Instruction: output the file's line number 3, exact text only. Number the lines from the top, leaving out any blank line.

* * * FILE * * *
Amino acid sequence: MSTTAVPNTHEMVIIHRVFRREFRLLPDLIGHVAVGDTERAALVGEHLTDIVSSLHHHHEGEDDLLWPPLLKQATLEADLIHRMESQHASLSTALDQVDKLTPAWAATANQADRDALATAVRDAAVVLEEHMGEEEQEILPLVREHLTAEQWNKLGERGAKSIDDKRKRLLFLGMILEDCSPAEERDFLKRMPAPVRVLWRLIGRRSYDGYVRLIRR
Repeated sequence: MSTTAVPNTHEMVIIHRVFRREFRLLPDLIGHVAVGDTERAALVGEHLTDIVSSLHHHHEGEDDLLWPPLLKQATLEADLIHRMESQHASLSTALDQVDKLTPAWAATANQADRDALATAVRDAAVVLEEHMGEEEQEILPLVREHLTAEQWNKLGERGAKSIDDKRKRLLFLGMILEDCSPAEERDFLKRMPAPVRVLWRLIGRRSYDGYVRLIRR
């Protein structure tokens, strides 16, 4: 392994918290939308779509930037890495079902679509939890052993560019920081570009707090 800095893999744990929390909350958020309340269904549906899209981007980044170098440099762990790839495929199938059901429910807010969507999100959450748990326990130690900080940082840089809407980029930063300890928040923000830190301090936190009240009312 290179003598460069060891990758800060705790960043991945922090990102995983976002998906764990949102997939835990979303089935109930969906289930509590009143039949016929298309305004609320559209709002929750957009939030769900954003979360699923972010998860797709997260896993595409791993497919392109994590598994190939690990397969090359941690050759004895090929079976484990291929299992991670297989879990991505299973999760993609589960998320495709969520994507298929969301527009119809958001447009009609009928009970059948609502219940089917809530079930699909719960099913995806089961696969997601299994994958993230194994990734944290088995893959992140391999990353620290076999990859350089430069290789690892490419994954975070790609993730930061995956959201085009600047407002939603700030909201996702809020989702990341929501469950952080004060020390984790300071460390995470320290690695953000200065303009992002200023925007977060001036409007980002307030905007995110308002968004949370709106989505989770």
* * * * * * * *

């Protein structure tokens, strides 16, 4: 392994918290939308779509930037890495079902679509939890052993560019920081570009707090 800095893999744990929390909350958020309340269904549906899209981007980044170098440099762990790839495929199938059901429910807010969507999100959450748990326990130690900080940082840089809407980029930063300890928040923000830190301090936190009240009312 290179003598460069060891990758800060705790960043991945922090990102995983976002998906764990949102997939835990979303089935109930969906289930509590009143039949016929298309305004609320559209709002929750957009939030769900954003979360699923972010998860797709997260896993595409791993497919392109994590598994190939690990397969090359941690050759004895090929079976484990291929299992991670297989879990991505299973999760993609589960998320495709969520994507298929969301527009119809958001447009009609009928009970059948609502219940089917809530079930699909719960099913995806089961696969997601299994994958993230194994990734944290088995893959992140391999990353620290076999990859350089430069290789690892490419994954975070790609993730930061995956959201085009600047407002939603700030909201996702809020989702990341929501469950952080004060020390984790300071460390995470320290690695953000200065303009992002200023925007977060001036409007980002307030905007995110308002968004949370709106989505989770």